Todd Barry: The Comedian You Wish You Knew

By Brian McManus
Add Comment Add Comment | Comments: 0 | Posted Feb. 2, 2011

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You’d be hard-pressed to find a guy with a more acerbic, creative wit than comedian Todd Barry. His humor is so dry it could start a fire. His Medium Energy is arguably one of the greatest comedy albums of all time, putting on full display Barry’s remarkable ability to pull gut laughs out of jokes about two strangers having a conversation about an answering machine or house cut French fries—he quietly, astutely cuts through the mundanities of everyday life with a surgeon’s precision. It’s a wonder to behold, and it’s earned him A-List headliner status. This week he brings his pile-driving deadpan to veritable Italian Market dive Connie’s Ric Rac, which is pretty goddamn rad. We caught up with Barry briefly to talk about the unique choice of venue, being a “comedy warrior” and what he has against fruit.

When did you start doing standup?

I started in 1987, at a comedy club open mic night in North Miami Beach, Fla. This was during the big “comedy boom” of the late ‘80s. There was comedy everywhere, and so you could decide to try comedy on Saturday, then get on stage on Sunday.

What compelled you to go up on stage?

I used to go see comedy, and was always a fan. One day it just hit me to try it, so I signed up for an open mic slot at comedy club, and just didn’t stop.

Have you been to Connie’s Ric Rac? It’s a shit hole! It’s great, but truly a dump. Why/how did you choose this venue?

I’ve never been to Connie’s. I was approached by Corey Cohen, the promoter, about doing a show there. He made me a good offer, so I thought I’d give it a whirl. The early show sold out, so we added an 11 p.m. show. My friend Hannibal Buress was just there, and said the show was great. I don’t necessarily care what the place looks like as long as the audience is nice, the microphone works, and I’m treated well.

You’re often grouped with other so called “indie” or “alternative” comedians like David Cross, Eugene Mirman, Patton Oswalt, Aziz Ansari. I’m curious what you think of the label? Does it mean anything?

It means nothing to me. I would never call myself an  “indie comic” or an “alternative comic,” and I’m not happy when someone calls me that. I’m just a comic. Or a comedian.

You tweeted recently about getting the script for an upcoming episode of Louie. You’ve been on tons of TV shows and stole a couple scenes in The Wrestler. What creative satisfaction do you get out of acting that comedy doesn’t fulfill, and vice versa?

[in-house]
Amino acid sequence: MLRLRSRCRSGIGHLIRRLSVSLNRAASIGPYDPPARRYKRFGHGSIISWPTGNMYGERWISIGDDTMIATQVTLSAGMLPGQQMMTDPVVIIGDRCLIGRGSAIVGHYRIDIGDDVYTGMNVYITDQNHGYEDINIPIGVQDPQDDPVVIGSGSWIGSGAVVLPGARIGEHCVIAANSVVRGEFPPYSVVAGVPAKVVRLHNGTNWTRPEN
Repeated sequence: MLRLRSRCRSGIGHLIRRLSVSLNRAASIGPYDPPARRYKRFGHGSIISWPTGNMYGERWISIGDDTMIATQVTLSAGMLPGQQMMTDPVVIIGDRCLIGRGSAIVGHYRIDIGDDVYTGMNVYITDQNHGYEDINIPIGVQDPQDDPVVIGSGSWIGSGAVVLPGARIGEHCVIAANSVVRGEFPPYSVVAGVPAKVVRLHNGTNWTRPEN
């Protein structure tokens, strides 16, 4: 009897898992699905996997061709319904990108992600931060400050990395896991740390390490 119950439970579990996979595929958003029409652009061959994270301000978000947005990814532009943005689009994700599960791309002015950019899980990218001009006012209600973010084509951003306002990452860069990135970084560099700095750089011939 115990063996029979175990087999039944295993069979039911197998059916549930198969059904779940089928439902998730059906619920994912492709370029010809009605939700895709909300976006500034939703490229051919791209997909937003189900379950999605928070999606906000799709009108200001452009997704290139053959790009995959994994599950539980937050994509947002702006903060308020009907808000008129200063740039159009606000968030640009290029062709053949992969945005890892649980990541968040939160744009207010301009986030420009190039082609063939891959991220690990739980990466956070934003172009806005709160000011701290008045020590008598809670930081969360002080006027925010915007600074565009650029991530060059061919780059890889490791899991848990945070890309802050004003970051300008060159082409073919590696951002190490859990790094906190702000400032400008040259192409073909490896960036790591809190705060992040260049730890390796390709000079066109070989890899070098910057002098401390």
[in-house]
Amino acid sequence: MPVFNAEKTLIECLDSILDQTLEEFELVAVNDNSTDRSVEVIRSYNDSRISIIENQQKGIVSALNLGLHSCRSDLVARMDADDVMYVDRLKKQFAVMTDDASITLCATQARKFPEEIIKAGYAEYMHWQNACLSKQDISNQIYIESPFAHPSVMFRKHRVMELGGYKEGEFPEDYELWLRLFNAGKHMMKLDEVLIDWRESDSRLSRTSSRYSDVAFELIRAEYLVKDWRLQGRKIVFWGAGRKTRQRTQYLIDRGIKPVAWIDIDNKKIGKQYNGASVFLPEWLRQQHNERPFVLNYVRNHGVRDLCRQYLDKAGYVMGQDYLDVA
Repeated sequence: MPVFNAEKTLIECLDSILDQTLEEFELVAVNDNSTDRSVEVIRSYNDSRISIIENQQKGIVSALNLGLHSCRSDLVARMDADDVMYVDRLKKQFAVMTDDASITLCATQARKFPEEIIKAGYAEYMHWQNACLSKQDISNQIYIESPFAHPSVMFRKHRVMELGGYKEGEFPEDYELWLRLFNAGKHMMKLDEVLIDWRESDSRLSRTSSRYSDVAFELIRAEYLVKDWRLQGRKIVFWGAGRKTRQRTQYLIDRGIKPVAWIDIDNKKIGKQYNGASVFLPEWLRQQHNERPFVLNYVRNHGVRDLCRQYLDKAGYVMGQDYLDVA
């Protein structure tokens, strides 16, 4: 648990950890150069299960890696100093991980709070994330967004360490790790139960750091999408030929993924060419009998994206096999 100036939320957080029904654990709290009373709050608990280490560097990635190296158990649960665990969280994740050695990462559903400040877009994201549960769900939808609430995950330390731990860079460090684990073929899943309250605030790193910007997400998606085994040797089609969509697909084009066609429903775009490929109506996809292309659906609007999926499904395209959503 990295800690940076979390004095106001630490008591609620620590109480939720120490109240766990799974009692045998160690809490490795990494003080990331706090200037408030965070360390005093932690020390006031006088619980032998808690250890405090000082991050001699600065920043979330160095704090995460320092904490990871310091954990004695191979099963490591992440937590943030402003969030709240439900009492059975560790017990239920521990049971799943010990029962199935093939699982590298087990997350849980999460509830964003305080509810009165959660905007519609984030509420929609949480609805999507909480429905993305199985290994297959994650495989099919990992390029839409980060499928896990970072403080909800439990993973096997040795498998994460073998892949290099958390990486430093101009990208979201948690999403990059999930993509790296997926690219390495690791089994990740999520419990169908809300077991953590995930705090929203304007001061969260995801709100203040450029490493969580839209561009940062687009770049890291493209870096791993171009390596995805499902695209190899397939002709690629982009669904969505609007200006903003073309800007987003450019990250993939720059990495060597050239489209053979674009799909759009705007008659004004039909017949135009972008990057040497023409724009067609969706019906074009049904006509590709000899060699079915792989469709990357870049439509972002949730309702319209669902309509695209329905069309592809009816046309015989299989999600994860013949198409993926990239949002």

I do so much standup, so getting the occasional acting job just mixes things up a bit. I don’t always love acting while I’m doing it, but it’s nice to see the end result.

Speaking of acting, you starred in the Mitch Hedberg directed Los Enchiladas, which is damn near impossible to find anymore. Any ideas about where hardcore Barry/Hedberg completeists could find a copy?

People have been asking me about this for years, and I keep hearing that it will be released on DVD, but that’s all the information I have. I don’t even have a copy of the movie.

On Marc Maron’s WTF podcast, Episode 11, you talk about walking off stage at a show at Edinburgh Comedy Festival when you walked out to find only two people seated in the front row of a 150-seat theater. You’d never done it before and, you say, before it happened you considered yourself a “comedy warrior.” Then, in a 2008 interview with Carrie Brownstein, you mention you were once asked to open for the Beach Boys at an amusement park in Jersey on 4th of July. You say the “warrior” part of you would’ve liked to have said yes, but the (larger) part of you that didn’t want to be eaten alive said “no.” I’m curious about this notion of being a “comedy warrior.” What does it mean? Is playing a Connie’s an example of something a “comedy warrior” would do? Is that why it appeals to you?

Well, I guess using “warrior” is bit strong, but basically, I’d like to think I’d be able to perform in any situation, or at least try to.  So that’s why I was a bit torn when I was offered the Beach Boys gig. But at the same time, I knew there was a 99% chance it would be a disaster. I knew the guy who ended up doing it, and he told me he go booed off the stage. I’m guessing things wouldn’t have gone any better for me. The Connie’s gig is different because it’s a group of people who have paid to see me, not a rock band doing a July 4th show at an amusement park.

Finally, what the fuck is wrong with fruit?
It sucks. Except for raspberries. Apples are pretty good, too.

Fri., Feb. 4, 8pm (sold out) and 11pm. $20. With Doogie Horner. Connie’s Ric Rac, 1132 South 9th St. 215 279 7587.

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